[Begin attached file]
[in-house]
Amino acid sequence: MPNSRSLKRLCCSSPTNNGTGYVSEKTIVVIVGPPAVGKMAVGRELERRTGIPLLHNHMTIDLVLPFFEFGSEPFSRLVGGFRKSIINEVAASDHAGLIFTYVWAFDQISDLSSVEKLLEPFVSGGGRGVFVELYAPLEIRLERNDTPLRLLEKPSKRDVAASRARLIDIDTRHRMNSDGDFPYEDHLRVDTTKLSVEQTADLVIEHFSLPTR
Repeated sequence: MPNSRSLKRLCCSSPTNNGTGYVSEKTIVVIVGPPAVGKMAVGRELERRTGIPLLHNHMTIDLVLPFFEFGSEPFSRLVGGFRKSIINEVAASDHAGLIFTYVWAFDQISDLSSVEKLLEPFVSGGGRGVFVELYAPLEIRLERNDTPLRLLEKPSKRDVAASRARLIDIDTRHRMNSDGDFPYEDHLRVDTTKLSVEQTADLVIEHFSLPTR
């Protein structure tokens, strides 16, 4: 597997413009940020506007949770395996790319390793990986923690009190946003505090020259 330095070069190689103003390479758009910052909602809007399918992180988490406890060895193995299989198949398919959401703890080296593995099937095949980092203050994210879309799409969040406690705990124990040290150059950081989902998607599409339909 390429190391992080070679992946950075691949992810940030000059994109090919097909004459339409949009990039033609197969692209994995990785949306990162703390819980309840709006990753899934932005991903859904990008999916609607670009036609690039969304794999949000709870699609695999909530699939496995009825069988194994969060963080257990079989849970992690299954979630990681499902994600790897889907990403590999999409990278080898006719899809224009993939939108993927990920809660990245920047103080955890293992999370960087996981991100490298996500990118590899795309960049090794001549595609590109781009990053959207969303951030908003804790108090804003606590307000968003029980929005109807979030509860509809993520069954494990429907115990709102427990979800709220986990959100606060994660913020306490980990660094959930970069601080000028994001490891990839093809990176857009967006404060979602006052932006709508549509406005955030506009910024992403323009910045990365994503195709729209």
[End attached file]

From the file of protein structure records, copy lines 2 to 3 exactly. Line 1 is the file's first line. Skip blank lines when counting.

Amino acid sequence: MPNSRSLKRLCCSSPTNNGTGYVSEKTIVVIVGPPAVGKMAVGRELERRTGIPLLHNHMTIDLVLPFFEFGSEPFSRLVGGFRKSIINEVAASDHAGLIFTYVWAFDQISDLSSVEKLLEPFVSGGGRGVFVELYAPLEIRLERNDTPLRLLEKPSKRDVAASRARLIDIDTRHRMNSDGDFPYEDHLRVDTTKLSVEQTADLVIEHFSLPTR
Repeated sequence: MPNSRSLKRLCCSSPTNNGTGYVSEKTIVVIVGPPAVGKMAVGRELERRTGIPLLHNHMTIDLVLPFFEFGSEPFSRLVGGFRKSIINEVAASDHAGLIFTYVWAFDQISDLSSVEKLLEPFVSGGGRGVFVELYAPLEIRLERNDTPLRLLEKPSKRDVAASRARLIDIDTRHRMNSDGDFPYEDHLRVDTTKLSVEQTADLVIEHFSLPTR